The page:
The art of receiving

In December, the always thoughtful Ross Gittins wrote about studies on how spending money on gifts and donations makes people happier than just buying things for themselves. It’s one of many studies that show how economics and altruism can combine to make people more satisfied with their lives.

However, while the art of giving is the subject of much analysis, I’m not sure as much thought is given to how well we receive things – whether it be gifts, help or compliments.

It’s true that some things are too extravagant to accept, and it may be better to demur on those occasions. But some people are unable to accept even the smallest token or word of appreciation, and fight so hard to reject both that the giver may end up feeling like they were trying to pass on something stinky instead of something nice.

It can be hard to accept things graciously. Perhaps we think that by refusing a compliment or offer of help, we’re being thoughtful and modest, or maybe we’re just embarrassed and don’t feel like we deserve it. Mostly, we don’t think how the person at the other end of the exchange feels about our repeated cries of ‘No, no, no, you mustn’t! I can’t!’

When Tim and I returned from three years of living overseas, we came back with almost nothing. We had no jobs to return to and we came back fretful from some things that had happened while living in Poland: notably the murder of our landlord in the downstairs of the building in which we lived. I don’t think we realised how distressed we were at the time, but our need to get home meant that we weren’t able to prepare better for coming home.

We needed help from our friends and our families – and they did not desert us. A friend let us stay in her house until we were settled. That was a few months of two more people in her home, until we could find work and then a flat to live in. It took a little while to be able to contribute towards household costs, too. We tried to be good guests, doing our share of the cleaning and cooking, but it must have been a bit of a strain. Once we moved, she and others helped us to move the little we owned and donated some furniture as well. Everyone was very kind and incredibly generous, particularly as we had no idea when or if we’d ever be able to repay them.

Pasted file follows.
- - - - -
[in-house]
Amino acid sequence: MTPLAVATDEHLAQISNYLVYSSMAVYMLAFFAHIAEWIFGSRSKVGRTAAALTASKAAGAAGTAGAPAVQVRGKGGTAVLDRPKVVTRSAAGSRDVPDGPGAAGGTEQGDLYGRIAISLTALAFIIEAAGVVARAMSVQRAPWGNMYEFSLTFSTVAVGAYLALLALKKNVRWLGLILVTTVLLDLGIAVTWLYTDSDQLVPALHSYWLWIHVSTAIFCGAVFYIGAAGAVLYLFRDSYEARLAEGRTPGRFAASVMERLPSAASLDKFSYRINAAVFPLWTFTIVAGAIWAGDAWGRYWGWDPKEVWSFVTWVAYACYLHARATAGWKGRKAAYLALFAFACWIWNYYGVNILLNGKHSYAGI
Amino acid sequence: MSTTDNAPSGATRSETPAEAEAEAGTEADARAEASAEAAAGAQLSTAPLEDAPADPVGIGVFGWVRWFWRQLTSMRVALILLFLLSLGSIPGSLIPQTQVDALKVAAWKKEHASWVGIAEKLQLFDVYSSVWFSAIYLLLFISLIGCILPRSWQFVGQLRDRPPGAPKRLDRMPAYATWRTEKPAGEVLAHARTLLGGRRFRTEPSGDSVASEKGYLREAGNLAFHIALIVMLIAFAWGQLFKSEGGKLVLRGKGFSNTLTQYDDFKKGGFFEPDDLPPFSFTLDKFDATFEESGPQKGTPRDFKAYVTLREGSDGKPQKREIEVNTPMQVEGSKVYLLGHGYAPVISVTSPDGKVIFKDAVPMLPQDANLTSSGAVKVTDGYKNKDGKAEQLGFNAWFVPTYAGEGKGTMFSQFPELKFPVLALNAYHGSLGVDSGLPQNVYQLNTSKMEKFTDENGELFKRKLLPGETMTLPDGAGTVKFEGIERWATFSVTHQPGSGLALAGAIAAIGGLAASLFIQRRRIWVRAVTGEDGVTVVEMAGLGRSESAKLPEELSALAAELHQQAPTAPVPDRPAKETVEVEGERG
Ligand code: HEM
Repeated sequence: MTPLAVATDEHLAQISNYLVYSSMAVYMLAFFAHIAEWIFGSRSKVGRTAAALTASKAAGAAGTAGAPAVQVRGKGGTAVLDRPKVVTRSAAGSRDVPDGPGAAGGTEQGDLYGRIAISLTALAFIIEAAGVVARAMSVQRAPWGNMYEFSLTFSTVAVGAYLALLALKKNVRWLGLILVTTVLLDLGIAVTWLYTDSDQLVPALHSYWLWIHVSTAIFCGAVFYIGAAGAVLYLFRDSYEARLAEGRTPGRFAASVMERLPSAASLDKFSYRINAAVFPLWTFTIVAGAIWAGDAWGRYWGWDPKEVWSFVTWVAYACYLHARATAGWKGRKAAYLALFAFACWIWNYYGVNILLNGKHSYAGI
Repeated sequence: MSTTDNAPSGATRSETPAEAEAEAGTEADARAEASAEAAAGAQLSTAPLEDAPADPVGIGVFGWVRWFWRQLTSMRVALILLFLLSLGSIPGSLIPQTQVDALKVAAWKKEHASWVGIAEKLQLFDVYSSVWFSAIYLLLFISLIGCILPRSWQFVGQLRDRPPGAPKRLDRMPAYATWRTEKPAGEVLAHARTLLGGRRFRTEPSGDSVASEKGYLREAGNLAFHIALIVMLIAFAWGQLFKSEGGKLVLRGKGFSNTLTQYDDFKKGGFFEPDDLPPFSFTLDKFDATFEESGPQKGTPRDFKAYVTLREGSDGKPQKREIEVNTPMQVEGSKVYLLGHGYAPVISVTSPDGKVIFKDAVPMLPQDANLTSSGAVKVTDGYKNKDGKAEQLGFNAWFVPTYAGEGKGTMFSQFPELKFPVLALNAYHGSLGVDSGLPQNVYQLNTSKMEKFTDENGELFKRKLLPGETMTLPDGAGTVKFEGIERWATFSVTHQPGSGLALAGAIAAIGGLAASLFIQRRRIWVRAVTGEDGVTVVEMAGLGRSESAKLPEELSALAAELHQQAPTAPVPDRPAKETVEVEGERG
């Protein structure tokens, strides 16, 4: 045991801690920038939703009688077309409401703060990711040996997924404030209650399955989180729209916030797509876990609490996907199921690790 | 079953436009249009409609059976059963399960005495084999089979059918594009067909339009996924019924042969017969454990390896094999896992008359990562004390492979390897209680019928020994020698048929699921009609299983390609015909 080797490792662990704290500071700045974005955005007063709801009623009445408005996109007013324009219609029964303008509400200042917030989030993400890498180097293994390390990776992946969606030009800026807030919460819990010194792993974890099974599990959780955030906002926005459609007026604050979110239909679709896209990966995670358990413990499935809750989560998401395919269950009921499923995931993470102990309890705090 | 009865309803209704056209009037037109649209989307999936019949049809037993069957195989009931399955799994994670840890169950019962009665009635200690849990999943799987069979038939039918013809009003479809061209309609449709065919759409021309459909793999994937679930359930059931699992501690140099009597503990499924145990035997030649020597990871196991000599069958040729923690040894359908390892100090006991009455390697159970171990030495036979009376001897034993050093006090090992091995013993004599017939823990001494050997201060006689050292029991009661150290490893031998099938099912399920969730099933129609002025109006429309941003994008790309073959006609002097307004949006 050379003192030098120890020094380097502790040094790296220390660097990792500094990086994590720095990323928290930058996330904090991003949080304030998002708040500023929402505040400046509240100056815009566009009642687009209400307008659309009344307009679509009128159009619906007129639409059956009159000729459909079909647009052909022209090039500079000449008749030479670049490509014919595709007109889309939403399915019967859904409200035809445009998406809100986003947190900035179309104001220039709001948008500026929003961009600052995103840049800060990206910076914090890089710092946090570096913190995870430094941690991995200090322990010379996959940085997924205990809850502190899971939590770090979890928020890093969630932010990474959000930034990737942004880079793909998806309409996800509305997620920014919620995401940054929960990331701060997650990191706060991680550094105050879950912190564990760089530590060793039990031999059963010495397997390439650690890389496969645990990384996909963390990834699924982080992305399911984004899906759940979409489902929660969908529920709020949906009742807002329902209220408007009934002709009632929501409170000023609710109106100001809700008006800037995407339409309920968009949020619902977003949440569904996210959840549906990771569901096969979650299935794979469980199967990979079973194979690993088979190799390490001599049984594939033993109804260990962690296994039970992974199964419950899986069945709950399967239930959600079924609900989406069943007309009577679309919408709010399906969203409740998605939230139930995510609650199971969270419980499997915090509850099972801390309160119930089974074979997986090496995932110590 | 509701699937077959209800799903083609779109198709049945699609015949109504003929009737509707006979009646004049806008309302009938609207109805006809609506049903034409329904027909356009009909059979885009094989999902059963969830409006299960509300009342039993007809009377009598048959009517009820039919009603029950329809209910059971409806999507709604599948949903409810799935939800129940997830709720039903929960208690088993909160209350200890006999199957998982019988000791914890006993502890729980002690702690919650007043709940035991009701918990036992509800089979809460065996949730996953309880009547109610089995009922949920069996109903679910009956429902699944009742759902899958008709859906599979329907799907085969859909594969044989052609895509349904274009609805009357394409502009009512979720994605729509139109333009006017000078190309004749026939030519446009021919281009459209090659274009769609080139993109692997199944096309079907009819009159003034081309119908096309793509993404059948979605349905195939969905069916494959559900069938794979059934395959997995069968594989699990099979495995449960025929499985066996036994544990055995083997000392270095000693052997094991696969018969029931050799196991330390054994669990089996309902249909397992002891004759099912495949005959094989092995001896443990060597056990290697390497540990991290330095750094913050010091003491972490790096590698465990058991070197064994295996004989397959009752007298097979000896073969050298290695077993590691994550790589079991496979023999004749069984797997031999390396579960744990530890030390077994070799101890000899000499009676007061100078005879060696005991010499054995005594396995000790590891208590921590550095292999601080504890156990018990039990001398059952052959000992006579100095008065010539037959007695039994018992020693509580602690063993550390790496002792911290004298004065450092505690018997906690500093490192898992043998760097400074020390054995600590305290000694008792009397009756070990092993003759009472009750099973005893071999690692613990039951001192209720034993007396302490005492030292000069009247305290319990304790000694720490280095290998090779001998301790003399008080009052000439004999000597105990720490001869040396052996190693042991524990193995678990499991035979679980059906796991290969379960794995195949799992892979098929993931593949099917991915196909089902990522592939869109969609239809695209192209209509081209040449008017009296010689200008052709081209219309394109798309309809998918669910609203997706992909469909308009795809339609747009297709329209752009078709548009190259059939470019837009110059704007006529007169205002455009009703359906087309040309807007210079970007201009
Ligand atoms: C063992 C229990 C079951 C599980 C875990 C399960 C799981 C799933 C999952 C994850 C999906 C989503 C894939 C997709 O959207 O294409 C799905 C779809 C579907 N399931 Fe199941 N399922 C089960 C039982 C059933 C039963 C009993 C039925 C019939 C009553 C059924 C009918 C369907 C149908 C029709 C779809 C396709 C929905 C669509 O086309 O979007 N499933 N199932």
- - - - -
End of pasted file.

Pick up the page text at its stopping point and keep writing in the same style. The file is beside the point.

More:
It was my first lesson in learning to receive with grace. I had to accept help knowing we might never repay that help in kind – but knowing that I’d do what I could if they ever needed me. I resolved to pay it forward whenever I could, because kindness and generosity like that is inspiring.

I said a heartfelt thank you, and let my friends help me.

It’s strange how difficult a thing that can be. To let someone help you without feeling guilty, to accept a compliment without protesting too much. Accepting a kindness or a good word with grace is a kind of gift itself. It allows someone the pleasure of giving, which itself can be an act with the subtext of ‘I care about you’.